NHS Volunteers Extend Support To Frontline Health And Social Care Staff

  • NHS Volunteer Responders scheme expanded to offer vital support to frontline health and social care staff
  • Over 285,000 volunteer tasks have been carried out so far, helping people from across the community with tasks like delivering shopping
  • Announcement comes as part of Volunteers Week 2020

Frontline health and care staff will be able to access support from the hundreds of thousands of NHS Volunteer Responders, Minister for Care Helen Whately announced today.

NHS Volunteer Responders will be carrying out socially-distanced tasks including helping with delivering food shopping and dropping off personal medication to frontline staff at their homes.

While the country is moving into a new phase in the national effort against this pandemic, health and social care staff on the frontline continue to provide vital care and support to our loved ones, many of whom will still be shielding.

From Monday, the NHS Volunteer Responders will extend their support to health and social care workers across the country, helping them to protect those they care for by making fewer journeys and coming into contact with fewer people so they can focus on and continue their vital work.

Minister for Care, Helen Whately said:

“The NHS Volunteer Responders have played a vital role in our response to coronavirus, and I am hugely thankful for their support. Their selfless efforts to protect those who need to shield or self-isolate has helped stop the spread of the virus and alleviated pressure on health and care services during this unprecedented pandemic.

“Following the success of the volunteers scheme, support is now being extended to all our wonderful health and care staff who continue to go above and beyond.

“We want to support them in whatever way we can to make their lives easier while they continue to support others most in need.”

Since the beginning of April, NHS Volunteer Responders have completed hundreds of thousands of acts of support and kindness, helping vulnerable individuals, the shielded population, and supporting those who are self-isolating or caring for others.

Yesterday, as part of Volunteers Week, Care Minister Helen Whately conducted a ‘check in and chat’ session with an individual self-isolating in Oxfordshire. Check in and chats are a friendly chat between volunteers and individuals who are shielding or self-isolating and provide short-term telephone support to individuals who are at risk of loneliness as a consequence of self-isolation.

Neil Churchill, Director of Patient Experience, Participation and Equalities at NHS England said:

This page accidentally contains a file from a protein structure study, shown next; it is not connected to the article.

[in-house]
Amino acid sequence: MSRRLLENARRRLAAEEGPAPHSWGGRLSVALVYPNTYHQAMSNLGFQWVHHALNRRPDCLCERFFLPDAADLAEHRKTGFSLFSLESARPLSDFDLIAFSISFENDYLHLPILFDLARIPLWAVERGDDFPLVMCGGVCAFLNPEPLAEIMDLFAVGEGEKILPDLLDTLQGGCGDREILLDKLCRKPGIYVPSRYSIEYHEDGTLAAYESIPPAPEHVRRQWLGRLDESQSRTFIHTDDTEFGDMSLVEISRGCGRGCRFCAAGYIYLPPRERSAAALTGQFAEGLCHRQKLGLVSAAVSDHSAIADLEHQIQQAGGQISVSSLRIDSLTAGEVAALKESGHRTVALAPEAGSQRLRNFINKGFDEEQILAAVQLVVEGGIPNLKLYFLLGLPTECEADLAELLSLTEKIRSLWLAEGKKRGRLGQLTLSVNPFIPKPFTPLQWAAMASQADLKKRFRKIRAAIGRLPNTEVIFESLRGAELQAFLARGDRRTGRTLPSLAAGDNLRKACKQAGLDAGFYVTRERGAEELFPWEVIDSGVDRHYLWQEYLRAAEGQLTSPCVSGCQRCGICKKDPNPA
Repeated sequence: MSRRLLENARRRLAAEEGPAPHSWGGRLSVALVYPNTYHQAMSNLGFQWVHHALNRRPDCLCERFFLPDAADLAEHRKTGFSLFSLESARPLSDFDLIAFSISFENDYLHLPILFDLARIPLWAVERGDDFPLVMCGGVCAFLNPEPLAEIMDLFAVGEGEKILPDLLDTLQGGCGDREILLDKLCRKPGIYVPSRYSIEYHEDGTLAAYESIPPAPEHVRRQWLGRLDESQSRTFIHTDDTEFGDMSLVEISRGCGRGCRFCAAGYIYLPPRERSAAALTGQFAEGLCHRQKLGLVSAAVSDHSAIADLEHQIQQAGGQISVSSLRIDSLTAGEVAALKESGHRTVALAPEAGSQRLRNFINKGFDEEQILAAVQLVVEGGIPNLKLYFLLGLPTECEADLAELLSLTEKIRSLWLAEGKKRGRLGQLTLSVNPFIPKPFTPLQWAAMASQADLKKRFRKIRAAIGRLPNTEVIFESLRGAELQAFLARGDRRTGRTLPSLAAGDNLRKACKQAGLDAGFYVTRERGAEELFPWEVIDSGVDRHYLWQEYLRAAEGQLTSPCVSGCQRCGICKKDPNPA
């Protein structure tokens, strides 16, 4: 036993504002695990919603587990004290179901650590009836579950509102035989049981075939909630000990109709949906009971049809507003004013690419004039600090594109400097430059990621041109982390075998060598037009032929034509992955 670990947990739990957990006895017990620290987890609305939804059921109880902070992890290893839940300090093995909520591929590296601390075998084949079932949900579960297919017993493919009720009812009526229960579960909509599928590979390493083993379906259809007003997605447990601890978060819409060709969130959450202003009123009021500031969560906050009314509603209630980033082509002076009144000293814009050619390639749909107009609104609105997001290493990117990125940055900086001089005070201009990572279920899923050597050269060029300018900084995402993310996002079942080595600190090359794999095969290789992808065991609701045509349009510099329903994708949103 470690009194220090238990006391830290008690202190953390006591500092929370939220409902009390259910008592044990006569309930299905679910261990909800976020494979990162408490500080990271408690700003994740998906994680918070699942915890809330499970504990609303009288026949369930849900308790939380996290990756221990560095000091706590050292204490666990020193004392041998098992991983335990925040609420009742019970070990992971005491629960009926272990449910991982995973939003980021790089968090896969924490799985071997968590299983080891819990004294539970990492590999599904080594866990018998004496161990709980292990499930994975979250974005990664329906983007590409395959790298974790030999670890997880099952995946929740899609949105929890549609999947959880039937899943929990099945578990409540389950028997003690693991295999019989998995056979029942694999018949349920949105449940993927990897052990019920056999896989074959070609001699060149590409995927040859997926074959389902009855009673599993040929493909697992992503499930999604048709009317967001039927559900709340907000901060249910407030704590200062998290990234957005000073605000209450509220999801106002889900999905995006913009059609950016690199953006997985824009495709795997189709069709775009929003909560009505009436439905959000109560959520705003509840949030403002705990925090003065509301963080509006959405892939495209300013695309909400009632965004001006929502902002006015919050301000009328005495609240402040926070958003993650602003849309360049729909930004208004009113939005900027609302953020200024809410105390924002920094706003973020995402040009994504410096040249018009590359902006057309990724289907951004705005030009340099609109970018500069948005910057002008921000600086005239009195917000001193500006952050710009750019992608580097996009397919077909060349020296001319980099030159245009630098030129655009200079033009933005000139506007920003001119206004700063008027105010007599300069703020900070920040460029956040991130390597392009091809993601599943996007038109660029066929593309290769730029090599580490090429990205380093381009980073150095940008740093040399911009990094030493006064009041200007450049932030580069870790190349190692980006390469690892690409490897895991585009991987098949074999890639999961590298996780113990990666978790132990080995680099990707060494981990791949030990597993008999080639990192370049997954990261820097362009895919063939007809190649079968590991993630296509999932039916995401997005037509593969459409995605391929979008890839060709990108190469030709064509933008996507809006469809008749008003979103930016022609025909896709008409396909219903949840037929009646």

“Thanks to the kindness of the British public, our army of volunteers have helped thousands of people across the country in their greatest time of need.

“These helpers continue to be on hand to support the most vulnerable people in our society and it is fantastic that this invaluable offer is now being extended to help our dedicated NHS staff who continue to work day and night to care for thousands of people during the pandemic.”

Catherine Johnstone CBE, Chief Executive of Royal Voluntary Service said:

“NHS Volunteer Responders stepped forward to support during the coronavirus pandemic and as we enter the next phase of our fight against the disease, I’m delighted that their help can now also be called upon by staff working in health and social care.

“The opportunity for frontline staff to access help with their shopping and prescription deliveries will free up more of their time to care.”

Professor Martin Green OBE, Chief Executive of Care England said:

“Care England welcomes this new scheme for volunteers to support social care staff.  Our staff are our biggest resource and we know that the scheme will make a difference in reducing the potential for staff to come into contact with COVID-19”.

The NHS Volunteer Responders programme was developed by NHS England in partnership with the Royal Voluntary Service and facilitated by the Good Sam app.

Volunteers carry out simple, one-off non-medical tasks to support people in England who need help with accessing essentials or who would benefit from a friendly chat to help prevent loneliness.

The programme is also providing support to NHS and local authorities with transport tasks such as delivering blood pressure monitors to patients or transporting small quantities of PPE to care homes.















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